Summary: The Minnesota House of Representatives – where Democrats hold a majority – passed a recreational marijuana legalization bill, HF 600, in May 2021 by a margin of 72-61. But the companion bill in the Republican-led Senate died.
Key business details: The measure would establish an Office of Social Equity, and social equity would account for 20% of the scoring of license applications. License types would include craft cultivators and microbusinesses.
Summary: The Republican-controlled House of Representatives last week narrowly rejected recreational marijuana bill HB 237. But six other bills remain in play, including some that would refer the issue to voters in the fall. That could be the most likely scenario.
Key business details: HB 237 would have set up a recreational market without license caps.
Summary: A campaign to legalize adult-use sales appears to have collected enough signatures to compel lawmakers to decide whether to adopt the measure instead of leaving the decision to voters. Separately, two Republicans introduced a restrictive adult-use measure last year.
Key business details: The citizen-initiated Regulate Marijuana Like Alcohol measure would set up a Division of Cannabis Control that would issue 40 cultivation and 50 retail store licenses. A preference would be given to applicants who participate in a social equity and jobs program.
Summary: Pennsylvania Democratic Gov. Tom Wolf has urged lawmakers to legalize recreational marijuana, especially now that neighboring New Jersey has.
Democratic lawmakers introduced House Bill 2050 last year to do so, but the Republican-led Senate remains a huge obstacle to passage.
Key business details: House Bill 2050 would include a grant program to help equity applicants. Licenses would be capped as follows: 50 growers, 50 processors, 100 retail permits with up to three locations each, and 35 combination permits.
A “combination licensee” could seek up to three grower permits, five processor licenses and 10 retailer permits.
Summary: Rhode Island might have the best chance of passing a recreational marijuana law this year.
Two measures were in play in 2021, a Senate version, SB 568, and one proposed by Gov. Dan McKee.
The Senate easily passed its version by a 29-9 vote in June 2021. But the Legislature adjourned without the House voting. Lawmakers have been trying to agree on a compromise.
Key business details: The Senate bill called for up to 150 stores and emphasized social equity and craft cultivation licenses. The governor’s plan called for 25 retail licenses, setting aside five for minority applicants.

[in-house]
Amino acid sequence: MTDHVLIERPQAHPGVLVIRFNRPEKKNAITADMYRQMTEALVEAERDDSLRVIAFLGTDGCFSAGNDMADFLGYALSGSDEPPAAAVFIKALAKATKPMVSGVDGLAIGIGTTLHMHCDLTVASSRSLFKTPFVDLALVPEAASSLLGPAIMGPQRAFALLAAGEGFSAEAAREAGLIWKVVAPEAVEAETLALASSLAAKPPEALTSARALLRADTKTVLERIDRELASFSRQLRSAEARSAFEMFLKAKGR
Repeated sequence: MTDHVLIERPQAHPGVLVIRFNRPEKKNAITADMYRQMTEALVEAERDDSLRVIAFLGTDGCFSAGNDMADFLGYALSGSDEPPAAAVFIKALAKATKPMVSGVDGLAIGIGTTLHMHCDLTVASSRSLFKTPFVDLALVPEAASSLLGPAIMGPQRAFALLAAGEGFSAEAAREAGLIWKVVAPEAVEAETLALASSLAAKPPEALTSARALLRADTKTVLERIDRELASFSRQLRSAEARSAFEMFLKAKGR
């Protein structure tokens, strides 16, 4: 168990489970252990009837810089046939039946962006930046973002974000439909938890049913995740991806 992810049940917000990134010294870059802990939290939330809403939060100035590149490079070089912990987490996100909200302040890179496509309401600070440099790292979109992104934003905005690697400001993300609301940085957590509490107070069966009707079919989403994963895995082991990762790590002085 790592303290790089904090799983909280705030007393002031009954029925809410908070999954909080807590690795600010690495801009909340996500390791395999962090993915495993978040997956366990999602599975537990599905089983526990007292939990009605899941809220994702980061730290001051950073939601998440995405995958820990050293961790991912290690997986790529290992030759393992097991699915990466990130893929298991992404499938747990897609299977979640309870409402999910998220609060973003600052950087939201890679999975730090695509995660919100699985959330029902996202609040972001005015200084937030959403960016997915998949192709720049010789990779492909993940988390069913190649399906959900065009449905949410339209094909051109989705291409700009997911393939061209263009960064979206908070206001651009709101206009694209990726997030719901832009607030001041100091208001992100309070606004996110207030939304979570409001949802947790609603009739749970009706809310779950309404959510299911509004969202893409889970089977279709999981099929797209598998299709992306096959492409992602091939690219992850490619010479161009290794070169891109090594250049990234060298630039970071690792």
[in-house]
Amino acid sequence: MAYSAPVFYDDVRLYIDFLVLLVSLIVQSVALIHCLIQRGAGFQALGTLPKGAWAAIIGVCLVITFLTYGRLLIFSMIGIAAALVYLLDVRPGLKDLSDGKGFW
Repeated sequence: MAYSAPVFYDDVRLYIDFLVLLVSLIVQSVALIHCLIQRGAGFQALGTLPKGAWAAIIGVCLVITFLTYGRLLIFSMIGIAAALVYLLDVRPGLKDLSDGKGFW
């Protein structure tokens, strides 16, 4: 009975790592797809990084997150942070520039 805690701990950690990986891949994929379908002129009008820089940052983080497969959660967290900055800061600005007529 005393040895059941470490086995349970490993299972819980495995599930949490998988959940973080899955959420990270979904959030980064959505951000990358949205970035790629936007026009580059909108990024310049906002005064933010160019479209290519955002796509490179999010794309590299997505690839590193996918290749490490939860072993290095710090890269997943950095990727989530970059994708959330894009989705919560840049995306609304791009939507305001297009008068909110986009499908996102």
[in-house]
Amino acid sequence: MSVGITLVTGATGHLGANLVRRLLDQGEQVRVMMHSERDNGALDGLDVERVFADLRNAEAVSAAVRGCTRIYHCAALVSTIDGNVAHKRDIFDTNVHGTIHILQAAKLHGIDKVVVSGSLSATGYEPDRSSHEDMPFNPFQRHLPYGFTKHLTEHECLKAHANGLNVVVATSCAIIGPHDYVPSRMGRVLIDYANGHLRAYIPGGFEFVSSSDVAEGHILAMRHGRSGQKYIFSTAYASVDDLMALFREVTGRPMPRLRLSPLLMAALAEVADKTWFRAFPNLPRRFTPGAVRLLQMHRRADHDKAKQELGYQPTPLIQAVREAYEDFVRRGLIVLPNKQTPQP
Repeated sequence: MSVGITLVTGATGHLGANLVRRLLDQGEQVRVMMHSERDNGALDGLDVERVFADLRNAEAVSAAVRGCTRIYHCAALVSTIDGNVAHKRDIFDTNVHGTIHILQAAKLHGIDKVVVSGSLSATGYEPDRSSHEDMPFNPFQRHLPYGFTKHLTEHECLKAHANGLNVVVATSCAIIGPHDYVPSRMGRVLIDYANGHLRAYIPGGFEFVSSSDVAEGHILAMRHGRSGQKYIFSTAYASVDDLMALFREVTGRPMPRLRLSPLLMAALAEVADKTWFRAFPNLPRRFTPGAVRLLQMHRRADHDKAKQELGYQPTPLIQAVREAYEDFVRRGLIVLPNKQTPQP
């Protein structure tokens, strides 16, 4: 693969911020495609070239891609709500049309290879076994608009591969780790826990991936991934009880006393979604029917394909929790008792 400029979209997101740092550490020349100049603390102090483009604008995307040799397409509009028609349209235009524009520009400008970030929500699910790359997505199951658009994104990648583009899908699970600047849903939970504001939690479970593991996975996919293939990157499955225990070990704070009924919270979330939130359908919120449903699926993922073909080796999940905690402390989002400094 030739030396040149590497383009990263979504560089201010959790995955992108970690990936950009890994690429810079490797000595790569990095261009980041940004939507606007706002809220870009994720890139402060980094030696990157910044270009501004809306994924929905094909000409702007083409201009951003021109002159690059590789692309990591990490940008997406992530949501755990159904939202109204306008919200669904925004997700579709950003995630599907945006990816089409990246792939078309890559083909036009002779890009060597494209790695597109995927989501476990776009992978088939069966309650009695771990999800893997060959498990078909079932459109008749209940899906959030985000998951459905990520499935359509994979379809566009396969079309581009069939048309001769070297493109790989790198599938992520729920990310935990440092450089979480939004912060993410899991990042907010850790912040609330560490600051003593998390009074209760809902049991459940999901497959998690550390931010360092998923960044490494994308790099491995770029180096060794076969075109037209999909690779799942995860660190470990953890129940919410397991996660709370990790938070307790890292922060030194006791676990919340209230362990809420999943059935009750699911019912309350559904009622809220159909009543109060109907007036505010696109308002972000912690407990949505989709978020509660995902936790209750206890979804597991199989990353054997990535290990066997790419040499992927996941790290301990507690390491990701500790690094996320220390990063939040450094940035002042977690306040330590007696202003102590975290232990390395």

States that might legalize medical marijuana
Summary: House lawmakers in 2021 passed the Kansas Medical Marijuana Regulation Act, SB 158, but the measure didn’t get a vote yet in the Senate. The bill is considered to have good chance of passing this year.
Key business details: The measure would set aside 15% of licenses for minority applicants.
Summary: State legislative negotiators last year agreed on a more restrictive medical marijuana measure after the state Supreme Court voided a business-friendly, voter-approved measure. The legislation is expected to pass this year.
Key business details: Details are sketchy, but the measure reportedly will include a provision for municipalities to opt out of the medical marijuana program.
Summary: Legislation called the North Carolina Compassionate Care Act, Senate Bill 711, moved through several committees last year before being placed on the back burner in favor of more critical state budget and redistricting issues. But the legislation is seen as having a solid chance of passing this year.
Key business details: Regulators would issue 10 medical marijuana “supplier” licenses. Each license holder could open up to four dispensaries, with at least one in a county designated as economically disadvantaged.
Summary: A state Senate committee advanced the South Carolina Compassionate Care Act, S. 150, last March, but the Legislature adjourned in May before a full Senate vote.
But the state has a two-year legislative session, and the bill’s sponsor, Sen. Tom Davis, has secured a commitment for a Senate floor vote this year, according to MPP.
Gov. Henry McMaster, a Republican, is warming to medical marijuana legalization.
Key business details: Davis reportedly has said the program would be one of the most restrictive in the country, in terms of limiting the number of qualifying patient conditions and the number of growers.